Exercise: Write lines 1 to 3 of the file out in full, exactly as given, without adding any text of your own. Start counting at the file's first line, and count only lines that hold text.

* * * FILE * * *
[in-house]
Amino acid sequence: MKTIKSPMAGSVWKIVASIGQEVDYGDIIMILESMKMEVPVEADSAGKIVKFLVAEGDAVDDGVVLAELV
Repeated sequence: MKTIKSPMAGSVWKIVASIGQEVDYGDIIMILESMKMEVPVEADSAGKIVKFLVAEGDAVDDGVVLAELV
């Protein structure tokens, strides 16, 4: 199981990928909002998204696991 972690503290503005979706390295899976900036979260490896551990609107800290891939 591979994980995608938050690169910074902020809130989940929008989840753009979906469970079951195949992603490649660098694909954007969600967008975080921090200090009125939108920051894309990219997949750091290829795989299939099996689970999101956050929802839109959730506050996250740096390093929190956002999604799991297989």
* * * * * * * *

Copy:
[in-house]
Amino acid sequence: MKTIKSPMAGSVWKIVASIGQEVDYGDIIMILESMKMEVPVEADSAGKIVKFLVAEGDAVDDGVVLAELV
Repeated sequence: MKTIKSPMAGSVWKIVASIGQEVDYGDIIMILESMKMEVPVEADSAGKIVKFLVAEGDAVDDGVVLAELV